Casey: Keep Food Safety Inspectors on the Job

Salmonella Outbreak Highlights Need for Better Coordination

WASHINGTON, DC In response to reports of an antibiotic-resistant strain of salmonella that has sickened at least 77 people nationwide, including 5 in Pennsylvania, U.S. Senator Bob Casey (D-PA) today sent letters to President Obama and U.S. Health and Human Services Secretary Kathleen Sebelius urging them to increase coordination among agencies and keep inspectors on the job.

“Because it is my priority to protect the health and safety of Pennsylvanians, I believe that we must keep food safety inspectors doing their jobs,” Senator Casey wrote. “While seeking to better control our economy, we cannot lose control over the safety of our national food supply. We need to give Americans peace of mind that the foods they eat and give to their families are safe to consume. ” 

Senator Casey requested an update on the status of enhancing the foodborne illness surveillance network, action required by the Food Safety Modernization Act signed into law earlier this year. Over 300,000 Americans are sent to the hospital for cases of foodborne illness each year, Senator Casey wrote, underscoring the need for improved coordination and continued inspections.

Versions of Senator Casey’s letter to Secretary Sebelius were also sent to U.S. Department of Agriculture Secretary Tom Vilsack and the Department of Homeland Security Secretary Janet Napolitano.

The full text of Senator Casey’s letters are below:

Dear Mr. President:

Over the course of five months, an antibiotic-resistant strain of salmonella has sickened at least 77 people, including 5 Pennsylvanians, and has taken the life of one person.  Maintaining a safe food supply, that is ensuring contaminated foods do not make it onto our kitchen tables or into our children’s lunchboxes, is one of the most vitally important responsibilities of the Federal government.  This is why, as the Nation develops ways to reduce Federal spending, it is imperative that the food safety system remains strong.  Because it is my priority to protect the health and safety of Pennsylvanians, I believe that we must keep food safety inspectors doing their jobs.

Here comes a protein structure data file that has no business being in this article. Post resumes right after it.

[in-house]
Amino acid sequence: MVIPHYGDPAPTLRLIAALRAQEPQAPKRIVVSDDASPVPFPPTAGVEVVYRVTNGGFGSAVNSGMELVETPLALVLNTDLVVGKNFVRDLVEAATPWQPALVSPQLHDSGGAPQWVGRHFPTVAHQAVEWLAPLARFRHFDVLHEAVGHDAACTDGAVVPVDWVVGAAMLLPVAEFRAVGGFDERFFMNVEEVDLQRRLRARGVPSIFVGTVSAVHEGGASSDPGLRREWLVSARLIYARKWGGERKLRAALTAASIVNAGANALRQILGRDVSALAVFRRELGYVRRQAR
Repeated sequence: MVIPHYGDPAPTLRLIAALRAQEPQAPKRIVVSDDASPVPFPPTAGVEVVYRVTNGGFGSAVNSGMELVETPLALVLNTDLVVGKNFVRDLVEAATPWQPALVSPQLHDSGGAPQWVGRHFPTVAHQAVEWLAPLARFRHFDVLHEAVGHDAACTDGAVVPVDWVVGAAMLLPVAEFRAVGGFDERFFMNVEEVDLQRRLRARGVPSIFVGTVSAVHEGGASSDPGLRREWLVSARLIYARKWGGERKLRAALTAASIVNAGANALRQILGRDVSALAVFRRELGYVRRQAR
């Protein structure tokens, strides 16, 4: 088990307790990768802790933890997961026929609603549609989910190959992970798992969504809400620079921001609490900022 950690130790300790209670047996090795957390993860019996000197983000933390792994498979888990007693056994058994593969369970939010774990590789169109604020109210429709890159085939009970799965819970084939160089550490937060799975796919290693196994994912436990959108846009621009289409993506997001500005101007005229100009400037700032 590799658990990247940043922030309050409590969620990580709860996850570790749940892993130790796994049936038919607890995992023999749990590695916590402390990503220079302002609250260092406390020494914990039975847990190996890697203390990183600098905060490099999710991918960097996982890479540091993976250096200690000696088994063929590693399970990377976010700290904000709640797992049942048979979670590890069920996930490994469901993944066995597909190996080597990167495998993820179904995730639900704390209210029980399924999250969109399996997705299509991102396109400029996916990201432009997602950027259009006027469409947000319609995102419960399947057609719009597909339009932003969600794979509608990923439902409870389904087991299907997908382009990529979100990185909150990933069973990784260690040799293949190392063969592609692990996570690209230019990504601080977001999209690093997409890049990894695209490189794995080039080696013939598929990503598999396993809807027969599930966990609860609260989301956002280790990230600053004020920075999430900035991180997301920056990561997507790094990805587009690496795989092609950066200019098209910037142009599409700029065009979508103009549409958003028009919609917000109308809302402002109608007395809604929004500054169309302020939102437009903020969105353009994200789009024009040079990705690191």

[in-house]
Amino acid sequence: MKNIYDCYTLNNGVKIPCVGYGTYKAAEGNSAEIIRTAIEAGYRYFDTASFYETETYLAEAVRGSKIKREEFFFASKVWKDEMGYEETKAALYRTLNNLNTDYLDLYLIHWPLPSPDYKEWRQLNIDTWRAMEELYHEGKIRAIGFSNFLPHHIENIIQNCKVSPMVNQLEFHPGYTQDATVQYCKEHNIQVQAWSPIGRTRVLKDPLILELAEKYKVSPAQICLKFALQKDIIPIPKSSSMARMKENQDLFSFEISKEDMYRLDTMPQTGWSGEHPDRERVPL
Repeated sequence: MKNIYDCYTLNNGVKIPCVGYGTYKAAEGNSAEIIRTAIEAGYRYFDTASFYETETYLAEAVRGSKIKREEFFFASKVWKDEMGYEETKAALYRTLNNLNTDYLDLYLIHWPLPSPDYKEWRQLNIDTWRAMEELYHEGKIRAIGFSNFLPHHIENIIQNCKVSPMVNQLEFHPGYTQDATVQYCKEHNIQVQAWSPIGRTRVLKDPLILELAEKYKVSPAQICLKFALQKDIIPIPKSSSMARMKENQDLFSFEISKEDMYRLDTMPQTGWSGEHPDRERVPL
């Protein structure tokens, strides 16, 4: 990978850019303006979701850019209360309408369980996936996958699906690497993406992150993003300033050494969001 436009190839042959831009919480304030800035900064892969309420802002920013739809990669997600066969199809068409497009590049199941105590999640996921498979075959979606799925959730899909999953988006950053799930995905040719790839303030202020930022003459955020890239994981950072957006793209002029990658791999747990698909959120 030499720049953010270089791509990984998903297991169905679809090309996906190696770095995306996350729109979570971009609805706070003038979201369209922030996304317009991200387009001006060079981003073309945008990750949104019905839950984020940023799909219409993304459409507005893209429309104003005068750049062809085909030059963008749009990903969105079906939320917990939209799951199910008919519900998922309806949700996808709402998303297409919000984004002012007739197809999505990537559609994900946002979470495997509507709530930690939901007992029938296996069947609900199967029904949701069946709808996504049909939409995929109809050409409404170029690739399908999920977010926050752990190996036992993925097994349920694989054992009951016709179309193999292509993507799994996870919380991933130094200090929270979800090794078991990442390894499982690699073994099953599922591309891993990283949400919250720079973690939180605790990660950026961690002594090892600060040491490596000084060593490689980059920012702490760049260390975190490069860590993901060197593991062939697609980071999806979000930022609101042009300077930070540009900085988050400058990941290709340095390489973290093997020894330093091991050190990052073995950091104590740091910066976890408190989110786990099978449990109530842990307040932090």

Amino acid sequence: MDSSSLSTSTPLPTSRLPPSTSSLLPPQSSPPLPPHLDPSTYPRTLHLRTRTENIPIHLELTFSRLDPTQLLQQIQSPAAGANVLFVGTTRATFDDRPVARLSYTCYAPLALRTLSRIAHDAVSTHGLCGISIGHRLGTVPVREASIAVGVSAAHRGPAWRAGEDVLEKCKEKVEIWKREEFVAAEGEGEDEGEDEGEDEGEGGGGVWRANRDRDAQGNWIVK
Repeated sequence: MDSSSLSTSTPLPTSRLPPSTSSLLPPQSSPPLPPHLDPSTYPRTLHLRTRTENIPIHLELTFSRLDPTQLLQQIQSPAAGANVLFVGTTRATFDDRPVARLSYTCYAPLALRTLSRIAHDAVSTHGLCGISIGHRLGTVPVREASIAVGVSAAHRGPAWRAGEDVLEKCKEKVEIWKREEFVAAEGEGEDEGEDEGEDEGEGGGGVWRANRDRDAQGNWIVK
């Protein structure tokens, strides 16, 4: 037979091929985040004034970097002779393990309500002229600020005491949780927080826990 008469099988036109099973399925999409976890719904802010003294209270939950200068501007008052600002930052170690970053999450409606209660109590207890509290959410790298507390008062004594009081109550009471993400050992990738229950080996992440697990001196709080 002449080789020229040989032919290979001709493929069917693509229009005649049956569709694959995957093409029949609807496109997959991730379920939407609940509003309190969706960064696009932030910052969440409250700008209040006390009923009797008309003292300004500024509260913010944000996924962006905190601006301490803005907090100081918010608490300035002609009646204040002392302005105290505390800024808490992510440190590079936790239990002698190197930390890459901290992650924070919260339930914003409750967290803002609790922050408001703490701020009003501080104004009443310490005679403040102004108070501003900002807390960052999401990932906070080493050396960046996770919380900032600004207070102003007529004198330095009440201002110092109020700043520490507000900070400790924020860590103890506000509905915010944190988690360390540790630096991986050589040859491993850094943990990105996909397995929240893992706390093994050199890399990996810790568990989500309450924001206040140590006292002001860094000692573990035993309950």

The employees at the Food Safety and Inspection Service (FSIS) who inspect meat and poultry facilities, those at the Food and Drug Administration (FDA) who inspect dairy farms, animal feed processors, foreign manufacturing and processing sites for food being imported into the United States and those at the FDA and the Animal Plant Health Inspection Service (APHIS) who inspect imported products at the border are critical to keeping our food safe.  While seeking to better control our economy, we cannot lose control over the safety of our national food supply.  A strong national food safety system allows for consumers, both domestic and international, to have confidence that American food is a source of nourishment, not illness. 

Thank you for your leadership on this important issue. 

Sincerely,

Robert P. Casey, Jr.

United States Senator

Dear Secretary Sebelius:

With the recent report of a multi-state outbreak of Salmonella Heidelberg infection, I am concerned about the status of foodborne illness surveillance systems not only as a lawmaker, but also as a consumer and a father.  Over the course of five months, an antibiotic-resistant strain of salmonella has infected at least 77 people, including 5 Pennsylvanians, and has taken the life of one person.

Ensuring that our food supply, both domestic and foreign food products, is safe is a high priority for me.  My constituents, and all Americans, have every right to expect a safe food supply.  We need to give Americans peace of mind that the foods they eat and give to their families are safe to consume. 

Yet, there are 76 million cases of foodborne illness in this country every year.  These illnesses send an estimated 300,000 Americans to the hospital each year and they kill an estimated 5,000 individuals yearly.  Many of these deaths occur in vulnerable members of our communities: young children, the elderly or those with chronic illnesses.